RENTON Sure, there is the not-so-minor caveat that their environment contains 53 players instead of 300 million citizens. But to hear their coach and one of their most prominent voices tell it, the Seahawks have done what our society has failed to do.
Achieve racial harmony.
That is what they say they will show before Sunday’s season opener against Miami.
Top wide receiver Doug Baldwin refused to address Friday what exactly the players have decided to do on the field before the game. Rumors were the players will be locked arm in arm, Black and White players lined up in alternating order.
“I will tell you this,” Baldwin told me in the locker room following the Seahawks’ practice Friday, “you will like what we do on Sunday.”
Later, Baldwin said “we never said there was a protest” when Seattle’s players talked this week about discussions inside the locker room on how to make a pregame statement on racial inequality in our country. “What did we say we were going to do is, it’s a demonstration of unity.”
Those discussions and Sunday’s plan involved coach Pete Carroll, as well.
Baldwin’s comments came hours after the mayor of DuPont, a city in Pierce County just outside Joint Base Lewis-McChord about an hour south of CenturyLink Field, said his city was calling off its Seahawks celebration this weekend in light of controversy surrounding recent sitting by San Francisco 49ers quarterback Colin Kaepernick and Seahawks cornerback Jeremy Lane during national anthems before NFL preseason games, and Kaepernick kneeling during the anthem before a game last week.
“They have a right to do whatever they want to,” Baldwin said of the people of DuPont.
“See my smile? I have a smile on my face. I am extremely thankful for the men that we have in this locker room. For their resiliency. For their intellect. And for their love and passion for one another. I hope that in our demonstration of unity, the people who are watching will see that.”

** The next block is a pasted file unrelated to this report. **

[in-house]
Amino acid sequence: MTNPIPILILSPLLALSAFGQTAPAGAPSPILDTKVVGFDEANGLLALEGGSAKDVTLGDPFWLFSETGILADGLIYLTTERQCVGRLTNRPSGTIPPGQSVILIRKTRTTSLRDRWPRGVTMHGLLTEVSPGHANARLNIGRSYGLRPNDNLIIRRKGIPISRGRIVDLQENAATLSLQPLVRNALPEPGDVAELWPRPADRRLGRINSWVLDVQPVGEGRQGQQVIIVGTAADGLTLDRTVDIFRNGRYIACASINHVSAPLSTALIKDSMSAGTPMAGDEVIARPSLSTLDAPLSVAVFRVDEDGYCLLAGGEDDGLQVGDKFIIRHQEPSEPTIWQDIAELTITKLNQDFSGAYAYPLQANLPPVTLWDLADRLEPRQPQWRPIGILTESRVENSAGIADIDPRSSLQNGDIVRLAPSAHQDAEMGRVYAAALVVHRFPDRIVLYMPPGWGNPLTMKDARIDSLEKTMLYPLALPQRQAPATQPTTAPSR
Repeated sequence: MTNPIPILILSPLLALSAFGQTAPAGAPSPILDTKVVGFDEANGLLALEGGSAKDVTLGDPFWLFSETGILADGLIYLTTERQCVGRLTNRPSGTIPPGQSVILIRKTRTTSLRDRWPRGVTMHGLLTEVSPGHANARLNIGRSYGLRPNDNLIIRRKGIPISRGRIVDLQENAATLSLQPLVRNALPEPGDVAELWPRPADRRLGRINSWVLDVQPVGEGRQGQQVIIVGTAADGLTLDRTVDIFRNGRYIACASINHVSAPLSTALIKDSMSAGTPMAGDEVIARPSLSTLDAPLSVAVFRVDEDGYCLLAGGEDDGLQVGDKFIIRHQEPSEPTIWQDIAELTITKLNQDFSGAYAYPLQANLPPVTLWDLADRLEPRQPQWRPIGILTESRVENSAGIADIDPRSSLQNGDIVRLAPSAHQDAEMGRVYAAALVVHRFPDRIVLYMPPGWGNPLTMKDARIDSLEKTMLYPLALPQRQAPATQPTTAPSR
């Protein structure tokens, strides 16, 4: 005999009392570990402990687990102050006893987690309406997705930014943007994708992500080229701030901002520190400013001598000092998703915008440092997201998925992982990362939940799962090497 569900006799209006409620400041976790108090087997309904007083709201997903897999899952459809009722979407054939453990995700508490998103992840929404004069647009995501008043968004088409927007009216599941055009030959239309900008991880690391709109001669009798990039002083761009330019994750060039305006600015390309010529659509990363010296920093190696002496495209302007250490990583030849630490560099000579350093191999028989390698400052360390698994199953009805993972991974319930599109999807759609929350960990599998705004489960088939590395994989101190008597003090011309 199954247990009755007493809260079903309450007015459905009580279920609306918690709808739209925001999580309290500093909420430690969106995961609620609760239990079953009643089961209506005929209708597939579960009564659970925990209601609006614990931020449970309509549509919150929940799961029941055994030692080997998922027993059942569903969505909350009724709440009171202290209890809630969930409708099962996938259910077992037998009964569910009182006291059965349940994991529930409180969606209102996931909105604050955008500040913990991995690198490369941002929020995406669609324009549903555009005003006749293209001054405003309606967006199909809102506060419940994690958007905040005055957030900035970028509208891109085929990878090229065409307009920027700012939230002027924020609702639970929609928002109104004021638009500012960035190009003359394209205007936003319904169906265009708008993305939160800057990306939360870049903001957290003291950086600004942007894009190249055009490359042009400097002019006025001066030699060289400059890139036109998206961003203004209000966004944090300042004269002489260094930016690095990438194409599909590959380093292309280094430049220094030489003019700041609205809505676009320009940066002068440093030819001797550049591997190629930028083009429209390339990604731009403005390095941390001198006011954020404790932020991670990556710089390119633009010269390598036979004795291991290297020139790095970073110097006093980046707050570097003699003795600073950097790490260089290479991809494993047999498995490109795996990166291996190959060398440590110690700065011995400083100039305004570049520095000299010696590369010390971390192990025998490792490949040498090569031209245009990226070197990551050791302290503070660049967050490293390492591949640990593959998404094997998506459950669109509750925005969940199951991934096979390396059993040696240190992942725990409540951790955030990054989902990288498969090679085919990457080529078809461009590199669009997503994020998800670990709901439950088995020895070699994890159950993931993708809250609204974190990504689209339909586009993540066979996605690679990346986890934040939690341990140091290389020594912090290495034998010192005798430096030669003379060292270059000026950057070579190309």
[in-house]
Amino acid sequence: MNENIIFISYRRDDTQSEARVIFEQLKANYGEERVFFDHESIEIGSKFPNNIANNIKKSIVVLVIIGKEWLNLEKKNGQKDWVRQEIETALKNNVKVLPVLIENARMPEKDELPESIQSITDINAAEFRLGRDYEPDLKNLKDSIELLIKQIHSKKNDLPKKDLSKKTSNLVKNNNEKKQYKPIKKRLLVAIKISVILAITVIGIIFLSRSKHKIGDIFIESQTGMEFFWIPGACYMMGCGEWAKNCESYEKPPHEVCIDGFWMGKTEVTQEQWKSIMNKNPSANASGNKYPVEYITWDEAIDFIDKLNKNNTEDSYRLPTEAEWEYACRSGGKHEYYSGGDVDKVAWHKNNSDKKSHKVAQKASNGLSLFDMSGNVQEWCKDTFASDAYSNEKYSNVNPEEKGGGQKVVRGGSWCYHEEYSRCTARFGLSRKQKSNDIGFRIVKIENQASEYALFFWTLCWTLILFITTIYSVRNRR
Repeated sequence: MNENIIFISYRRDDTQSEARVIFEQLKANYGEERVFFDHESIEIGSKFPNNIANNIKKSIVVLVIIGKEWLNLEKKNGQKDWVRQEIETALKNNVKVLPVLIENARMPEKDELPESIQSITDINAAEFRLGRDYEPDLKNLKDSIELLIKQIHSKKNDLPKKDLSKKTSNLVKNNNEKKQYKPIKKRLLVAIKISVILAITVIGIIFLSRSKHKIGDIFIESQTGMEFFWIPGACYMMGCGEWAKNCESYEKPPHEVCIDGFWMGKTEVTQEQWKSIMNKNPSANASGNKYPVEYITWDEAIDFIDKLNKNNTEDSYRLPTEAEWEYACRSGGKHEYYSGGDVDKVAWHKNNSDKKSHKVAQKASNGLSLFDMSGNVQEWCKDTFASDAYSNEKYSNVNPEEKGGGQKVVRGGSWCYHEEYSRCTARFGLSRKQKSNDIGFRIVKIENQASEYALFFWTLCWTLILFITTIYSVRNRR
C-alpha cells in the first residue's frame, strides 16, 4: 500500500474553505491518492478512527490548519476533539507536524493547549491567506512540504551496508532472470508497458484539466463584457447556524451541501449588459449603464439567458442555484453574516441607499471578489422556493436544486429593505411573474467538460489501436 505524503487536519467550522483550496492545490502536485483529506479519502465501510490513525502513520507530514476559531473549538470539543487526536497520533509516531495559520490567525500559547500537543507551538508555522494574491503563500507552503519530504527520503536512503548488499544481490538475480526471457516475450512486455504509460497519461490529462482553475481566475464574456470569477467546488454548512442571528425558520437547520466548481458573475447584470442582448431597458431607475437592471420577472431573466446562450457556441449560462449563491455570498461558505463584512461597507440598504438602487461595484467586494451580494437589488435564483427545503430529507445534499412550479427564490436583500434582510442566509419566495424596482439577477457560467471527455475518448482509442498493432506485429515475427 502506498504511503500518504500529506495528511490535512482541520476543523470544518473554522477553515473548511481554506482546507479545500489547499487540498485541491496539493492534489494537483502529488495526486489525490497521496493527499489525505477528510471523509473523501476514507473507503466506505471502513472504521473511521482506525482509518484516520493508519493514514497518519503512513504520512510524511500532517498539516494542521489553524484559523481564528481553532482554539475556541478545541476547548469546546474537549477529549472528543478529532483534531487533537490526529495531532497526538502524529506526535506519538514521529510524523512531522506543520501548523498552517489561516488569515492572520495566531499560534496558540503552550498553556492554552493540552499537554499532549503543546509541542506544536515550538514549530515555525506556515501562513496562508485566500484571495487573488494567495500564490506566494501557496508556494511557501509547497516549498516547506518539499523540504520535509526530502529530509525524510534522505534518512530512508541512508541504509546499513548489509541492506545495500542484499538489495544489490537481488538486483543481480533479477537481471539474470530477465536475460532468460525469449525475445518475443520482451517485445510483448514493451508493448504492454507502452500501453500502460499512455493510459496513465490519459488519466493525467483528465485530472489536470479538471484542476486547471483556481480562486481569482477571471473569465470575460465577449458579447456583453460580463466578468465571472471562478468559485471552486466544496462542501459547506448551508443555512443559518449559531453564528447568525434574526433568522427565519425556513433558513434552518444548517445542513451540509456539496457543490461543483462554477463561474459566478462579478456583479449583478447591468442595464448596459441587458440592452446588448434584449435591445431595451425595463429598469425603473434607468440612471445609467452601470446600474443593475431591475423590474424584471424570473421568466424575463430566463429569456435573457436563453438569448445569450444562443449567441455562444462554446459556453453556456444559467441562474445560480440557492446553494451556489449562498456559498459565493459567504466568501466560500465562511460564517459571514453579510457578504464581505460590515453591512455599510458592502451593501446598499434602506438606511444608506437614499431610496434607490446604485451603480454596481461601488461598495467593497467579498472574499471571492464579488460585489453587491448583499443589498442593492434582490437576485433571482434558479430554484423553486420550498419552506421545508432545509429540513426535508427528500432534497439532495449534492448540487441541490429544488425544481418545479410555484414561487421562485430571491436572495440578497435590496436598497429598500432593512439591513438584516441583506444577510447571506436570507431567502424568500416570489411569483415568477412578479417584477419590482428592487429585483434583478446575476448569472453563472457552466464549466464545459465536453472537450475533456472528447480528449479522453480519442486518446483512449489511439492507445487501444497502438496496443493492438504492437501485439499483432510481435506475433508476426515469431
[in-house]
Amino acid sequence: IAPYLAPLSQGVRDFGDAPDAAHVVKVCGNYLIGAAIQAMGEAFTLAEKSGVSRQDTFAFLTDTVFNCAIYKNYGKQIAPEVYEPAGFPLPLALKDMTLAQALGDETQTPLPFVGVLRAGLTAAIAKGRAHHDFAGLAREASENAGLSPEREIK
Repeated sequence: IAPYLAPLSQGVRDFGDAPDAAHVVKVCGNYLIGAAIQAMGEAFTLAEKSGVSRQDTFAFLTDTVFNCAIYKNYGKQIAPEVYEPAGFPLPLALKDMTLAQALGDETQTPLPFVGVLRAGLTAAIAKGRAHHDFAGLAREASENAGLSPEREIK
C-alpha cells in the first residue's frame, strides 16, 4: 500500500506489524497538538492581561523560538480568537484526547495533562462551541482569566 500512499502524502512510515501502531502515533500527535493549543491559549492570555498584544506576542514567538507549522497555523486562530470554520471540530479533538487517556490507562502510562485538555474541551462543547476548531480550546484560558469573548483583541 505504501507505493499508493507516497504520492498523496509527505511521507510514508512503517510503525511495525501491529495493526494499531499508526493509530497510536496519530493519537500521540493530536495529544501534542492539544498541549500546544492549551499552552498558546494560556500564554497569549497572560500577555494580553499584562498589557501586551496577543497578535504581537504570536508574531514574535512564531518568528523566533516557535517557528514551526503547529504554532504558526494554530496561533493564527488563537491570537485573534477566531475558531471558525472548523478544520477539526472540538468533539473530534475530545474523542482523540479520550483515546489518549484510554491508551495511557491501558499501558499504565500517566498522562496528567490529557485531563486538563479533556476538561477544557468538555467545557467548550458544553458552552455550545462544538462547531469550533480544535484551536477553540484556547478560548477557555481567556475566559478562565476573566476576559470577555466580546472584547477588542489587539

Sounds from here, again, to hear the Seahawks tell it, that DuPont’s mayor and many others mistook Baldwin’s “demonstration of unity” tweet on Thursday as “demonstration” equals “protest.”
So far, the only Seahawk to protest during the anthem has been Lane. He sat last week as the national anthem just before Seattle’s preseason finale at Oakland, and said Monday he was going to do it again this weekend at CenturyLink Field.
Friday, Lane said “I have no comment” about what he will or won’t do before Sunday’s game.
Baldwin, a National Honor Society member growing up in Florida and a Stanford graduate, said a week of discussions about social issues inside the Seahawks’ locker room mushroomed to include players from 26 other NFL teams.
“I’m very thankful for my teammates,” Baldwin said. “There are phenomenal guys in this room that are capable of having intellectual conversations. That, moreso, is what I’m happiest about.
“We’ve been in a conversation threat across the league with 26 different teams about this topic.”
The Seahawks’ 20-something core of stars and promiment voices -- including Richard Sherman, Russell Wilson, Earl Thomas, Kam Chancellor and Bobby Wagner, among others -- have been together and won together for at least four years now. Baldwin said that is a factor in how united the locker room is on this issue and many others.
That’s the unity the Seahawks players instead to show the country on Sunday before their opener.
“We are very connected,” Baldwin said. “We have great leaders in this locker room that force the players to be vulnerable to each other. We have very high standards. We hold each other accountable to those standards. And in doing so you build a more-than-surface-level relationship with each other. That allows us to have the difficult conversations to be unified and together as a team.”’
Carroll, 64, sounded like a proud father talking about how his team is dealing with social issues while still focusing on their jobs: playing football.
“Our players, I’m so proud of the process that they’ve gone through as they are working to really make the choices and decisions to do what they want to do. Very thoughtful, very respectful, honoring that which should be recognized. I’m just really proud of the way they’ve gone through it.
“They have a conscious about them. ... These are young men that are growing. They are trying to figure out the world themselves, too. They want to try to make sense of how they can have impact, how they can influence others. I just couldn’t be more proud of the way they’ve gone through it, and what has happened as they’ve gone through it.”